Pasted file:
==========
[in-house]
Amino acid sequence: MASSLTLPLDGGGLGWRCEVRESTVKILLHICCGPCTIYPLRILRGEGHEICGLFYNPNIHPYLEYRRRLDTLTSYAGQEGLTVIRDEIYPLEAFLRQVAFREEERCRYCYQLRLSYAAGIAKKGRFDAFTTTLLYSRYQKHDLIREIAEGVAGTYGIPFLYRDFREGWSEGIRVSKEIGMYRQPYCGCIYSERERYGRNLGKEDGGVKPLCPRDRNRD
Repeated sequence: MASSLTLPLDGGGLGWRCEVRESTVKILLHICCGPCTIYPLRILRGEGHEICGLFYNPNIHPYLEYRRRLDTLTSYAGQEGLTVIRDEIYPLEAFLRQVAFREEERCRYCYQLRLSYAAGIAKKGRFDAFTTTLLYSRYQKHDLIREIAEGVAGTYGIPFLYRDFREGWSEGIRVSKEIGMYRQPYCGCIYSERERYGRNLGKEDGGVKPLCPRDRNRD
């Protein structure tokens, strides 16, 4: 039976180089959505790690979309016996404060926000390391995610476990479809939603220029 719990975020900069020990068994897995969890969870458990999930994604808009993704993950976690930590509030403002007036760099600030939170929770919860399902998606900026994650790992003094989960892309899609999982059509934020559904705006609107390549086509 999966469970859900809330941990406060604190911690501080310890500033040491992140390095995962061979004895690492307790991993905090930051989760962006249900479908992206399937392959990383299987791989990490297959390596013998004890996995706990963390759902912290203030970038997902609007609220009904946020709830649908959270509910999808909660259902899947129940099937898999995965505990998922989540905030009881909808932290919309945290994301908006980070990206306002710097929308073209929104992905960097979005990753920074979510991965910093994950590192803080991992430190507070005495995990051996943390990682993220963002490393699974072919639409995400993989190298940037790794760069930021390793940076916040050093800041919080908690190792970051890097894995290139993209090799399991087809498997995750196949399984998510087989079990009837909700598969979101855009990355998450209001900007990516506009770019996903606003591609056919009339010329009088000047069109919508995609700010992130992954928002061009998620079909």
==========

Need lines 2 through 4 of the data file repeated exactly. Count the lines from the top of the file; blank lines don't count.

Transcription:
Amino acid sequence: MASSLTLPLDGGGLGWRCEVRESTVKILLHICCGPCTIYPLRILRGEGHEICGLFYNPNIHPYLEYRRRLDTLTSYAGQEGLTVIRDEIYPLEAFLRQVAFREEERCRYCYQLRLSYAAGIAKKGRFDAFTTTLLYSRYQKHDLIREIAEGVAGTYGIPFLYRDFREGWSEGIRVSKEIGMYRQPYCGCIYSERERYGRNLGKEDGGVKPLCPRDRNRD
Repeated sequence: MASSLTLPLDGGGLGWRCEVRESTVKILLHICCGPCTIYPLRILRGEGHEICGLFYNPNIHPYLEYRRRLDTLTSYAGQEGLTVIRDEIYPLEAFLRQVAFREEERCRYCYQLRLSYAAGIAKKGRFDAFTTTLLYSRYQKHDLIREIAEGVAGTYGIPFLYRDFREGWSEGIRVSKEIGMYRQPYCGCIYSERERYGRNLGKEDGGVKPLCPRDRNRD
């Protein structure tokens, strides 16, 4: 039976180089959505790690979309016996404060926000390391995610476990479809939603220029 719990975020900069020990068994897995969890969870458990999930994604808009993704993950976690930590509030403002007036760099600030939170929770919860399902998606900026994650790992003094989960892309899609999982059509934020559904705006609107390549086509 999966469970859900809330941990406060604190911690501080310890500033040491992140390095995962061979004895690492307790991993905090930051989760962006249900479908992206399937392959990383299987791989990490297959390596013998004890996995706990963390759902912290203030970038997902609007609220009904946020709830649908959270509910999808909660259902899947129940099937898999995965505990998922989540905030009881909808932290919309945290994301908006980070990206306002710097929308073209929104992905960097979005990753920074979510991965910093994950590192803080991992430190507070005495995990051996943390990682993220963002490393699974072919639409995400993989190298940037790794760069930021390793940076916040050093800041919080908690190792970051890097894995290139993209090799399991087809498997995750196949399984998510087989079990009837909700598969979101855009990355998450209001900007990516506009770019996903606003591609056919009339010329009088000047069109919508995609700010992130992954928002061009998620079909």